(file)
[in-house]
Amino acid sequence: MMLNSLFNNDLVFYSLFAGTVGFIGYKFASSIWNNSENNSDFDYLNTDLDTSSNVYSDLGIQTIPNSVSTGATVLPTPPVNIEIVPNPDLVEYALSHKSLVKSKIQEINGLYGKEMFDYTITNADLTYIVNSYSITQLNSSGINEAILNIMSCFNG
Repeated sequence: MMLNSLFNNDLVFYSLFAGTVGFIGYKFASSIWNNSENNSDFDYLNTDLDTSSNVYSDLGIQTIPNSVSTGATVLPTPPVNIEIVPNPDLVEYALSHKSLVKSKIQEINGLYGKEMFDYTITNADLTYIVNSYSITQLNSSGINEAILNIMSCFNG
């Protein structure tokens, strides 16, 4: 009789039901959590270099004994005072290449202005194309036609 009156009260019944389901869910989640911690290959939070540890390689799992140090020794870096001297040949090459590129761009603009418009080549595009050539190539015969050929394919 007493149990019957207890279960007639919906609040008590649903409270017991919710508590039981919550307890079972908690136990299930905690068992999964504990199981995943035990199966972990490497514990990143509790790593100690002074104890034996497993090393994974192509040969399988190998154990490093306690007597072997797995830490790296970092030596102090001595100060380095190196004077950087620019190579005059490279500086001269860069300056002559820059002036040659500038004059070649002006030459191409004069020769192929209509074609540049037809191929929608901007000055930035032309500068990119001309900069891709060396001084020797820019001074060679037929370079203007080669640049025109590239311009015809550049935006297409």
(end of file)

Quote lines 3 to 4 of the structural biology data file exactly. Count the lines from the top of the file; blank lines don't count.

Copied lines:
Repeated sequence: MMLNSLFNNDLVFYSLFAGTVGFIGYKFASSIWNNSENNSDFDYLNTDLDTSSNVYSDLGIQTIPNSVSTGATVLPTPPVNIEIVPNPDLVEYALSHKSLVKSKIQEINGLYGKEMFDYTITNADLTYIVNSYSITQLNSSGINEAILNIMSCFNG
């Protein structure tokens, strides 16, 4: 009789039901959590270099004994005072290449202005194309036609 009156009260019944389901869910989640911690290959939070540890390689799992140090020794870096001297040949090459590129761009603009418009080549595009050539190539015969050929394919 007493149990019957207890279960007639919906609040008590649903409270017991919710508590039981919550307890079972908690136990299930905690068992999964504990199981995943035990199966972990490497514990990143509790790593100690002074104890034996497993090393994974192509040969399988190998154990490093306690007597072997797995830490790296970092030596102090001595100060380095190196004077950087620019190579005059490279500086001269860069300056002559820059002036040659500038004059070649002006030459191409004069020769192929209509074609540049037809191929929608901007000055930035032309500068990119001309900069891709060396001084020797820019001074060679037929370079203007080669640049025109590239311009015809550049935006297409």